However, Judge Collyer rejected the notion that this was a nonjusticiable political question: “Despite its political ramifications, this suit remains a plain dispute over a constitutional command, of which the judiciary has long been the ultimate interpreter.” The judge also rejected the claim that the House lacked standing — at least on one of the two claims it has made. Judge Collyer did not decide on the merits of the lawsuit; only “whether the House can sue the Secretaries.”
On the appropriations claim, the judge concluded that the House has standing to sue since it is challenging the administration “as an institutional plaintiff, to preserve its power of the purse and to maintain constitutional equilibrium between the Executive and the Legislature.” That distinguishes this lawsuit from prior unsuccessful challenges, such as Raines v. Byrd (1997), in which Sen. Robert C. Byrd and other members of Congress sued over the line-item veto law. They had voted against the law, which was passed by majority vote and signed by former president Bill Clinton. The U.S. Supreme Court dismissed that suit because Byrd et al failed to establish that “their claimed injury is personal, particularized, concrete, and otherwise judicially cognizable.”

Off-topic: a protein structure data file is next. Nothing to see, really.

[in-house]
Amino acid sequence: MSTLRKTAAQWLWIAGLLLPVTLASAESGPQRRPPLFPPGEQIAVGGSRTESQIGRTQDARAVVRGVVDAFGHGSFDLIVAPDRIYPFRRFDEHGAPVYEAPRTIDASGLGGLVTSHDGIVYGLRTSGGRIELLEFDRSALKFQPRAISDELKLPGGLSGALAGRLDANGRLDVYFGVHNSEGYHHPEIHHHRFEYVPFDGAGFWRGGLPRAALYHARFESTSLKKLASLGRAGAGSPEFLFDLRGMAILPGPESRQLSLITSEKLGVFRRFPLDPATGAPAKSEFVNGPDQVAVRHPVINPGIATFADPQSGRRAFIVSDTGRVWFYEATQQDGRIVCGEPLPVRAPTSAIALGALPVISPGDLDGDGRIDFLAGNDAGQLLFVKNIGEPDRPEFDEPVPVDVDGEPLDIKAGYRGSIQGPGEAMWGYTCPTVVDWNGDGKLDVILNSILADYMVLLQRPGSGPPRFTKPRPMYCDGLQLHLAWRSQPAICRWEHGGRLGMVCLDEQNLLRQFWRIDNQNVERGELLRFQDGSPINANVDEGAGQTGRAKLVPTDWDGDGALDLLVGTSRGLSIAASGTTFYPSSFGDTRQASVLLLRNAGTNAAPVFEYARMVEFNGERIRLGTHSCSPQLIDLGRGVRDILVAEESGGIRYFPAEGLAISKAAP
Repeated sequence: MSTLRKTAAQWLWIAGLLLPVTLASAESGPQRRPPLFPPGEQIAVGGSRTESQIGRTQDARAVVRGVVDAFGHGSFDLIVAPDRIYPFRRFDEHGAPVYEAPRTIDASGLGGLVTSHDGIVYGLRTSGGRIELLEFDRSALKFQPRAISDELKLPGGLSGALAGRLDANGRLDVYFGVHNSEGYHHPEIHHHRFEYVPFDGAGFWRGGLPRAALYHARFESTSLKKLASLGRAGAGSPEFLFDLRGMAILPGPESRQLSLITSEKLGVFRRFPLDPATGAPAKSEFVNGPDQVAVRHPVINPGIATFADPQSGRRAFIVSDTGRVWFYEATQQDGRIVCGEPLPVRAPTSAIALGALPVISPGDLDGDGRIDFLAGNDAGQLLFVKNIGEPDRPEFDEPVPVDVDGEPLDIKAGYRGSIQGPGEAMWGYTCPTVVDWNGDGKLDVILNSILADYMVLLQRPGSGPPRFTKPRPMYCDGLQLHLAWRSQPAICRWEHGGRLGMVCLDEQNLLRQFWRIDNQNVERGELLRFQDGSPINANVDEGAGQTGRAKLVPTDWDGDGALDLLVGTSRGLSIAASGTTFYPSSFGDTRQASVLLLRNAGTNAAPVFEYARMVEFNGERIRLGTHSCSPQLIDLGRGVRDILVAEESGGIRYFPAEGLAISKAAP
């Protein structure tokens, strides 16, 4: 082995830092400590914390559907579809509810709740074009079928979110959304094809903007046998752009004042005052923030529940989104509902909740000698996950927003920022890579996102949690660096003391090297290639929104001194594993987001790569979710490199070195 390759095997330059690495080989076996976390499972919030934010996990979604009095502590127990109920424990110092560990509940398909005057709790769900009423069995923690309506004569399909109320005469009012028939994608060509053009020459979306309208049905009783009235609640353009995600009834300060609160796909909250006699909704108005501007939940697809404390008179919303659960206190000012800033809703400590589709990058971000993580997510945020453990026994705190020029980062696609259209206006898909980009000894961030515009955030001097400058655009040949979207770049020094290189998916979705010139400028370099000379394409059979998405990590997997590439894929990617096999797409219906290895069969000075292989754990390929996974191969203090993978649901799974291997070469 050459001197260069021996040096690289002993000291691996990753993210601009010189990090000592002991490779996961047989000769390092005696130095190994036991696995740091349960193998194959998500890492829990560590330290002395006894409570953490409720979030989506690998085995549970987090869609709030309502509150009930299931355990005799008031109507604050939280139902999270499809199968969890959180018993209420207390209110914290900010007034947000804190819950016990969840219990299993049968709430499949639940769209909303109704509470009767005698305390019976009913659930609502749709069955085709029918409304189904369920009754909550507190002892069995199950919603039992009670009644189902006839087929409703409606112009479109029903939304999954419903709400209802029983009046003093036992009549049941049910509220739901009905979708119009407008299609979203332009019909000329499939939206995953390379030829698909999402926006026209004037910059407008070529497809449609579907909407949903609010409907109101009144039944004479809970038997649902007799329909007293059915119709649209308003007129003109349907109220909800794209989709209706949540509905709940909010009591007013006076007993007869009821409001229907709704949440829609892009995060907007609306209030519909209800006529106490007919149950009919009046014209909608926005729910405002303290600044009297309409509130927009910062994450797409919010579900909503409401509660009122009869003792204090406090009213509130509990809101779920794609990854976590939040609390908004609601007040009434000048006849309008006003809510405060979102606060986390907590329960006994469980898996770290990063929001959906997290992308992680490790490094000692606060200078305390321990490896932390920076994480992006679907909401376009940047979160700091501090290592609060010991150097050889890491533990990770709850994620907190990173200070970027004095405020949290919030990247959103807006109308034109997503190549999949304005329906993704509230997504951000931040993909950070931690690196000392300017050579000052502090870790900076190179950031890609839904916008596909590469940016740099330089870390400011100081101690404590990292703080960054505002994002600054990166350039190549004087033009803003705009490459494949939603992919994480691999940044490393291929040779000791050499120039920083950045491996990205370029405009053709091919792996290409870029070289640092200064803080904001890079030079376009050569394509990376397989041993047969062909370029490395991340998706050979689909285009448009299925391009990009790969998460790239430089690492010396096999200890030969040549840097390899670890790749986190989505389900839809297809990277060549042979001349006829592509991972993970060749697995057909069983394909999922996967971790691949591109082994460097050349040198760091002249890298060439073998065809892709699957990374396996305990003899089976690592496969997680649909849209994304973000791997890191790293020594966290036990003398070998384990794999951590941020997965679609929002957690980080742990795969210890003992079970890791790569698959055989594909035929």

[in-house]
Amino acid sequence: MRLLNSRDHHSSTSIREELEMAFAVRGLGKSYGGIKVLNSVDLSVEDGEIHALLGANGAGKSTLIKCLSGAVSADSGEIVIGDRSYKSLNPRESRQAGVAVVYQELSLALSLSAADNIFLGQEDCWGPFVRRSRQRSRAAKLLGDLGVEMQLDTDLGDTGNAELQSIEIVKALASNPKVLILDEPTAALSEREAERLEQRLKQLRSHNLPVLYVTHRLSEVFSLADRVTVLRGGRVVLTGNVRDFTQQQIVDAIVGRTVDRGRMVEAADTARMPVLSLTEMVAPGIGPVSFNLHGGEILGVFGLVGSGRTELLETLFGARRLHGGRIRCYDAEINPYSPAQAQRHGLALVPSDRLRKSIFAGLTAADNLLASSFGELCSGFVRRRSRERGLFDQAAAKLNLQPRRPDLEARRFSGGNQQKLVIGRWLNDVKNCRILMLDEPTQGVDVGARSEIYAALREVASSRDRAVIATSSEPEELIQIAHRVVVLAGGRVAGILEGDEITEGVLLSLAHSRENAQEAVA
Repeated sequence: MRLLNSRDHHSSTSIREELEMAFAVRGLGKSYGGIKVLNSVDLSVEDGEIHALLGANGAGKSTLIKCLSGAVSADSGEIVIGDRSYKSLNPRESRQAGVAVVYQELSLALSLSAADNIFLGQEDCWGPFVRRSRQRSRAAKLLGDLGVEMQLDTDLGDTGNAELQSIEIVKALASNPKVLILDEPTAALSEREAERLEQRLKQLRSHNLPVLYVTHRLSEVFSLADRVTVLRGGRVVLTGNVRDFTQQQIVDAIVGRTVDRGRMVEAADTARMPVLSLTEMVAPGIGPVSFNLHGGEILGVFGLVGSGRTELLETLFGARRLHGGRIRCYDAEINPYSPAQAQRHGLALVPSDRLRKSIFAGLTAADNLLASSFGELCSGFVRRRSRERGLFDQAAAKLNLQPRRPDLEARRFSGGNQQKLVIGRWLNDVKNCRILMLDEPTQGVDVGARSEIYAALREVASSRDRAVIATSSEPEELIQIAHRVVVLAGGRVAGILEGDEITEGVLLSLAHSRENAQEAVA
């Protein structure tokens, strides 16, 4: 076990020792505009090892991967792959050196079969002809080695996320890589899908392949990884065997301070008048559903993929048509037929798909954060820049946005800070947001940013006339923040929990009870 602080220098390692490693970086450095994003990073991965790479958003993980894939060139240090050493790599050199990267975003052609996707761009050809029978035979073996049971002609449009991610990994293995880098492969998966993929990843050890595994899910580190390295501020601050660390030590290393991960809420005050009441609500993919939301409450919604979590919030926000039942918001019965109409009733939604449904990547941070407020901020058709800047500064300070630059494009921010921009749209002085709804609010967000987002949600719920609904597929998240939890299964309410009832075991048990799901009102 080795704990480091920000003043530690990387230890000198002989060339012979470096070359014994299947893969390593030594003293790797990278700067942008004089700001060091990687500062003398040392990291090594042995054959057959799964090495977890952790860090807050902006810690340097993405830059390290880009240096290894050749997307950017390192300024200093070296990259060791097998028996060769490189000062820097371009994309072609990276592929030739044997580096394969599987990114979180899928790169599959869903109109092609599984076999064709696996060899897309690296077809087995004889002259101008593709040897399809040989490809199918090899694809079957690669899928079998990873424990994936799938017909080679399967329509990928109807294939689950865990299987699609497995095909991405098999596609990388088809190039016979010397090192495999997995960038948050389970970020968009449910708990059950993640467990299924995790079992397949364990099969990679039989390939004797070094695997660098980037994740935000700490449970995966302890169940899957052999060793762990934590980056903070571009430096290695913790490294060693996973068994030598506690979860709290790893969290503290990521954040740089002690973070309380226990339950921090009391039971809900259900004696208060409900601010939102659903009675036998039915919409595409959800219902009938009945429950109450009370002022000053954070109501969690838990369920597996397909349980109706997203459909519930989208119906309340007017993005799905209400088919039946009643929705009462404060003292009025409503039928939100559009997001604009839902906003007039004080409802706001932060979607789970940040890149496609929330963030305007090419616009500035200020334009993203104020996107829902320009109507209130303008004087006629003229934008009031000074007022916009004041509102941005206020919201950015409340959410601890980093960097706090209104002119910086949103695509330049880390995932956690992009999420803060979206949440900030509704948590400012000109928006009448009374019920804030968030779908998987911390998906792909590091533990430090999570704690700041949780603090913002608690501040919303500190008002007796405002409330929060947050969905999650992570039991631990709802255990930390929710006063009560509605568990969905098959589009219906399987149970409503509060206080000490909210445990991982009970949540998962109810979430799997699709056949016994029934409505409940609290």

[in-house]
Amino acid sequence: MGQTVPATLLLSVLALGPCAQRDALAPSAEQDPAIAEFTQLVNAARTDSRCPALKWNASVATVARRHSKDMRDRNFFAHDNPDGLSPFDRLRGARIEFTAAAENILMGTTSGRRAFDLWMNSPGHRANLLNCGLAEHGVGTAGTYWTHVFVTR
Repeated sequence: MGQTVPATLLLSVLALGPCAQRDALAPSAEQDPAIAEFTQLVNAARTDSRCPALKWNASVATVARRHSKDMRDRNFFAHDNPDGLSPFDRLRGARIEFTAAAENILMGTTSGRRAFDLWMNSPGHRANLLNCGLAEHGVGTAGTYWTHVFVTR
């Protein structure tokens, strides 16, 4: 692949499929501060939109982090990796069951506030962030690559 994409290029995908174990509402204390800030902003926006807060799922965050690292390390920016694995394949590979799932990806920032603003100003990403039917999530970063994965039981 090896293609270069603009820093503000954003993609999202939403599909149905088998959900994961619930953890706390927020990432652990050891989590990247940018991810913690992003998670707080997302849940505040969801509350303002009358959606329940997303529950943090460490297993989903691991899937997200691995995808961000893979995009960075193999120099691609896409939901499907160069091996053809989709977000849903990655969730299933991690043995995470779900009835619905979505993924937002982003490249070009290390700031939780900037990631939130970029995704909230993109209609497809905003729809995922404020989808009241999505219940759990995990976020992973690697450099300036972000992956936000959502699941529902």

In contrast, in Coleman v. Miller (1939), the U.S. Supreme Court upheld a challenge by members of the Kansas state senate who claimed that their votes were sufficient to defeat passage of an amendment to the U.S. Constitution except for the illegal vote of the lieutenant governor. Those senators had “a plain, direct and adequate interest in maintaining the effectiveness of their votes.” Similarly, just last term, the Supreme Court held that state lawmakers had standing to sue as an institution in Arizona State Legislature v. Arizona Independent Redistricting Commission (2015) for the injury suffered from a ballot referendum that stripped the Legislature of its redistricting authority.